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Pseudonym use possible in some civil sex assault cases

The open court principle remains central to our justice system, but pseudonyms are a viable option for a subset of plaintiffs in civil sexual assault cases who can show they will incur irreparable harm if they use their own names, Toronto civil litigator Anna Matas writes in Canadian Lawyer.

“In my plaintiff-side practice, I help survivors of sexual violence obtain financial compensation for the harms they have suffered as the result of sexual assault and sexual abuse. When speaking with potential clients, one of the most common questions I am asked is whether they will have to use their real name if they sue their abuser or an institution that may be vicariously liable for the abuser’s actions. Generally, the answer is ‘yes,’” writes Matas, an associate with Lerners LLP.

Unlike the criminal system, where publication bans are the norm in sexual assault cases, in the civil system, says Matas, the default position as outlined in Rule 14.06(1) of the Ontario Rules of Civil Procedure requires the title of proceedings in any action set out the names of all parties.

However, in certain circumstances, says Matas, plaintiffs may make use of a pseudonym.

“Traditionally, the courts have used a three-part test, similar to the test for an injunction. A person seeking to use a pseudonym must first establish there is a serious issue to be tried; second, that absent a pseudonym he or she is likely to suffer irreparable harm; and third, that the balance of convenience favours the use of a pseudonym.”

While allegations of sexual assault generally meet the first threshold, in order to succeed on the second step, a party wishing to use a pseudonym “must adduce compelling medical or psychological evidence, normally from a treating professional, with respect to the harm the particular plaintiff may suffer if required to proceed with an action in his or her own name,” says Matas.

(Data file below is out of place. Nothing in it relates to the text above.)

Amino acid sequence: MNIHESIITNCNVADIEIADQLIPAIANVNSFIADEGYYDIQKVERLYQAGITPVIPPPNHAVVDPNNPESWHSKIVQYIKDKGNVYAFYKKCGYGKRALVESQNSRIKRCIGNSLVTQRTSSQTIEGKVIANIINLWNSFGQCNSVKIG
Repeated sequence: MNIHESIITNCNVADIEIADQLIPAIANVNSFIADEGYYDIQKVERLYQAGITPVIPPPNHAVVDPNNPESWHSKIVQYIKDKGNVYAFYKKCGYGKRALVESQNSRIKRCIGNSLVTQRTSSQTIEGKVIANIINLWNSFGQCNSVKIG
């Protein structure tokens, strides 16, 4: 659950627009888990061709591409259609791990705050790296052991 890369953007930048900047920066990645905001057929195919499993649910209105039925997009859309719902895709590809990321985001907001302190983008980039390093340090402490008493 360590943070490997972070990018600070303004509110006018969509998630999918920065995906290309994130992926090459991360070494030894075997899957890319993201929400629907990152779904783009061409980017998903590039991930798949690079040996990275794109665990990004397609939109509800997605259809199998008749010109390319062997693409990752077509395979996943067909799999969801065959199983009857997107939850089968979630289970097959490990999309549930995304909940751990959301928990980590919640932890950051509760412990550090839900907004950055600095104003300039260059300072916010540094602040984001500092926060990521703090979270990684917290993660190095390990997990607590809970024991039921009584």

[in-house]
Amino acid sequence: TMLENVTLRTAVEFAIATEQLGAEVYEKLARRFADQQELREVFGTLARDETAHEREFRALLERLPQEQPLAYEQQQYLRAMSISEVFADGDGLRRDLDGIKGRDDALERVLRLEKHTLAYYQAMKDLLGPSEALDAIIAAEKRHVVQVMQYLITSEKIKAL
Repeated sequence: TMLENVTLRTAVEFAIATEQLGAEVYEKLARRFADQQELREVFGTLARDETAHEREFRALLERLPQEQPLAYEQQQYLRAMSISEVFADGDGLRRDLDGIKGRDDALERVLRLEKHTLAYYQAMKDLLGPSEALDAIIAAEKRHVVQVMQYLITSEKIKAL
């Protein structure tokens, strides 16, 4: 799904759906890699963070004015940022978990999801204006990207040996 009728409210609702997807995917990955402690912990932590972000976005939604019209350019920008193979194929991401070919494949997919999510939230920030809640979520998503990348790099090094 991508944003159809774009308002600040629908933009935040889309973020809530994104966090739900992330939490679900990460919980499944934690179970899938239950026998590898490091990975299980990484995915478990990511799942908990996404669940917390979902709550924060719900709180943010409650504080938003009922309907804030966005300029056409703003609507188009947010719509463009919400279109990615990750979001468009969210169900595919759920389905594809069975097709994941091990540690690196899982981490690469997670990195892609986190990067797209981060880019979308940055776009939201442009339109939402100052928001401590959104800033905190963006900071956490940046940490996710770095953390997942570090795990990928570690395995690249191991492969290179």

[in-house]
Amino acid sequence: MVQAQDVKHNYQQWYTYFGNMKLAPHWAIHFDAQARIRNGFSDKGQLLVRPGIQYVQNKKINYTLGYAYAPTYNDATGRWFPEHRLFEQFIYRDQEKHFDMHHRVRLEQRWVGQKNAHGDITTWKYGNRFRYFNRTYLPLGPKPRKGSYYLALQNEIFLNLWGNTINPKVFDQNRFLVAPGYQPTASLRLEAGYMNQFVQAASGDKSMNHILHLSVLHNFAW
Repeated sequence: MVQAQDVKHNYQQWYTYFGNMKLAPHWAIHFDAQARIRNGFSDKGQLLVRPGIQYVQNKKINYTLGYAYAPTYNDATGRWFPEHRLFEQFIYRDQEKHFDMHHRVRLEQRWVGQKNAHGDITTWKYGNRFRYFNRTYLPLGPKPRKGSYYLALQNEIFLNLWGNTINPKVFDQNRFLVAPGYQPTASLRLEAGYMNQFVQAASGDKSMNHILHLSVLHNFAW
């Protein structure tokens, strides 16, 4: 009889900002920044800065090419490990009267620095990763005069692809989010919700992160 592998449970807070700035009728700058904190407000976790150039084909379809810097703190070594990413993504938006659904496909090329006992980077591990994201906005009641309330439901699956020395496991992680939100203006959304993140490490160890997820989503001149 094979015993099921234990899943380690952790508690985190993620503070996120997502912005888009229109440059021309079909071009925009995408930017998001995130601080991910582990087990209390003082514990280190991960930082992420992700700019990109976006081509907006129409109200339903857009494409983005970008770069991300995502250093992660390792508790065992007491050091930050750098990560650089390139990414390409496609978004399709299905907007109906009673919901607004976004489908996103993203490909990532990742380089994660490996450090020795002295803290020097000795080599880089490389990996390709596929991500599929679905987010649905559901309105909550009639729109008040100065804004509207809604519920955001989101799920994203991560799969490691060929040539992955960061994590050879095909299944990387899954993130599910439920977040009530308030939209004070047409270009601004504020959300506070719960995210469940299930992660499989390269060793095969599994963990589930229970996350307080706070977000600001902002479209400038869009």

For the third part of the test, plaintiffs must demonstrate that the balance of convenience weighs in favour of protecting his or her identity.

“This requires a determination not only of the interests of the plaintiff and any defendants but also the interests of the public,” writes Matas.

“In civil sexual assault cases, public interest weighs in favour of anonymity, as protecting the identity of sexual assault victims contributes to the likelihood that the assault will be reported, and has been shown to increase victims’ co-operation with authorities,” she writes.

Anonymity also protects against the exacerbation of trauma which may be experienced by victims as a result of publicity relating to the case. However, Matas notes that the court must also consider the interests of the defendant, which usually weigh in favour of disclosure. Many defendants argue that a pseudonym hinders his or her ability to mount a robust defence, and takes away the opportunity for public scrutiny.

Nevertheless, for the subset of individuals who can demonstrate they will incur irreparable harm if required to proceed with a case in their own names, pseudonyms remain a viable and achievable option for permitting justice in those cases. “In general, where compelling evidence of irreparable damage has been adduced, the courts will find that the balance of convenience weighs in favour of anonymity,” writes Matas.

This article originally appeared on AdvocateDaily.com

Anna Matas

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